Who's got the oldest car in Arizona?
The Kiwanis Club of Tempe Nuevo wants to know - and hopefully in time for its 8th Annual Catch a Wave Classic Car Show that will be held at Tempe's Kiwanis Park on March 24 in conjunction with Arizona's centennial celebration.
As centennial activities kicked off at the State Capitol on Tuesday, state officials remembered the pioneers who settled the state soon after its forefathers arrived in the territory on horses and covered wagons to launch the legends of the Wild West.
But we can't forget those who have meticulously preserved four-wheeled forms of transportation that feature a crank and a 2-cylinder motor to get its driver moving down Arizona's then dirt-covered desert roads, some of whom were on hand for a car show at the state capitol last weekend leading up to the centennial.
Kiwanis Club of Tempe Nuevo not only wants to learn who has the oldest car in the state, but also wants to put it on display at the show. Last year, there were 135 cars at Catch a Wave.
"We've had this show each year for quite some time now, but we really haven't thought about trying to find the oldest car," said Ray Devine of Kiwanis Club of Tempe Nuevo and the chairman for the car show. "But since this is Arizona's centennial year, we thought we'd try to find out. We'd like to know what cars have been in the territory the longest, but it's OK if the cars came from somewhere else. We've had some cars from the 1920s at the show before, and I think some Model Ts or Model As from 1912."
As the weather warms up, classic car shows are held nearly every weekend at various locales throughout the East Valley featuring mostly the 1950s classics and muscle cars from the 1960s. It isn't very often that car buffs can see cars that were manufactured in the early 1900s, much less ones that still function from that era.
Most of them simply were called horseless carriages, Tin Lizzies and Model Ts.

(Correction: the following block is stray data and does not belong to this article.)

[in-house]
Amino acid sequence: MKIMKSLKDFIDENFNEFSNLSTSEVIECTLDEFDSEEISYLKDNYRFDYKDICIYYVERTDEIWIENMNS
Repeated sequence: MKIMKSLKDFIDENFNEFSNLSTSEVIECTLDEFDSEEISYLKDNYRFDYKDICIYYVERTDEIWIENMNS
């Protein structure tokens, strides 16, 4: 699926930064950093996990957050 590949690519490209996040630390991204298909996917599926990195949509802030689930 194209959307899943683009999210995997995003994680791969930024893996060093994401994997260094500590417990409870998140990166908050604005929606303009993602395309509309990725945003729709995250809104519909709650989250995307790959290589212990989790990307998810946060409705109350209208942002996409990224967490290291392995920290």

Although it has yet to be seen who officially has the oldest car in Arizona - a pre-1910 car has yet to emerge in the East Valley. So I set out to see what I could find. I regularly attend car shows in the early part of the year with Roland Smith, a friend who is a winter visitor from Ohio. We're two car guys who kick off the year at the Barrett-Jackson Auto Auction in Scottsdale and then attend other shows throughout the Valley. We dream and drool over the cars we'd like to have whether it's a 1936 Chevy Coupe, a 1957 Chevy, a 1963 Corvette split-window coupe or a 1953 Chevy pickup truck with the corner windows - all beautiful cars that are one of a kind.
There are at least eight known cars in the state older than the state itself. Steve Freegard of Sun City owns a 1905 Cadillac and a 1913 Overland that sold more than Model Ts in Arizona because it was a stronger car and could better navigate hills and mountains.
Dave Longstreth of Cave Creek owns two cars that were produced in 1904 - a Queen and a Haynes Apperson.
Jim Brodes of Tucson owns a 1911 Grabowsky Power Wagon pickup truck, a 1902 Packard that is currently disassembled, and a rare 1905 Rambler.
Freegard said he also knows of a 1903 Oldsmobile that someone owns in Arizona, but he doesn't believe that it runs.
It wouldn't matter. Devine said Catch a Wave participants can bring their cars on trailers. However, don't be disappointed that the fragile relics from the early 1900s might be stationary. Instead, their owners often rev their engines just to let people know how good they still sound after more than a century.
And last but not least, Jim and Donna Bunch of Glendale cherish the 1909 Sears Motor Buggy that Donna's grandfather, James Roberts, was the second owner of. An auctioneer, Roberts bought the car for $2 in 1929 and later turned down an offer of $40,000 from Ford Motor Co. founder Henry Ford, who wanted to buy it in 1934 for his auto museum in Michigan. Roberts owned the car until his death in 1975, and per his will, the car was sold and purchased by his former mechanic.
Jim and Donna are the fifth owners of the black beauty, buying it two years ago from a man in Arkansas who had bought it from a relative of Roberts' former mechanic off of Craigslist in 2007. Jim and Donna plan to display the car at Catch a Wave.
Their car is one of a kind as well - a black carriage-like car with a 2-cylinder, 14-horse motor that starts with a "peg," or an Allen Wrench-like key that slips into a box - an invention by the guy who designed the car. The Sears Motor Buggy cost $395 new - the average annual salary for the working man in 1909. "It's a memory of my grandfather, and it's so much fun to show," Donna Bunch said. "I remember riding on a float behind him when he was driving the car in the centennial parade for Marysville, Pa., in 1966. He was the grand marshal of the parade and was driving the oldest-living Civil War veteran at the time. It's so unusual. The car has a lot of memories and it's something that people rarely get to see."
For now, it looks like Jim and Donna Bunch can be the winners for having the oldest car at Catch a Wave, but there's still a month to go before the show.
"You never know what will turn up," Devine said. "People surprise you."
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